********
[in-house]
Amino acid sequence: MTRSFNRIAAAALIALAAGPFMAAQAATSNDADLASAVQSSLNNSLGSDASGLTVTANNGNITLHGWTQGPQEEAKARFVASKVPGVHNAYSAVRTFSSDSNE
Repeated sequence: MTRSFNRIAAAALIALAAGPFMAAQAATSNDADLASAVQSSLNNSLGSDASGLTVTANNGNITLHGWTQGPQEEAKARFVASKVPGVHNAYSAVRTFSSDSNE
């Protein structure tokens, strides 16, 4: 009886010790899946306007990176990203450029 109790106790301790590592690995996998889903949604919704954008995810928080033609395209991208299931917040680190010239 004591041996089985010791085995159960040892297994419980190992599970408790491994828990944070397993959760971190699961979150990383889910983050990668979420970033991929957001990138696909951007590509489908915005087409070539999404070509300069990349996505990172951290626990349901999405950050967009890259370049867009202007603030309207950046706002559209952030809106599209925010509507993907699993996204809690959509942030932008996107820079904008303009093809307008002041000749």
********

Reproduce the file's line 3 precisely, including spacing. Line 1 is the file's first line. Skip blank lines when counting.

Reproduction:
Repeated sequence: MTRSFNRIAAAALIALAAGPFMAAQAATSNDADLASAVQSSLNNSLGSDASGLTVTANNGNITLHGWTQGPQEEAKARFVASKVPGVHNAYSAVRTFSSDSNE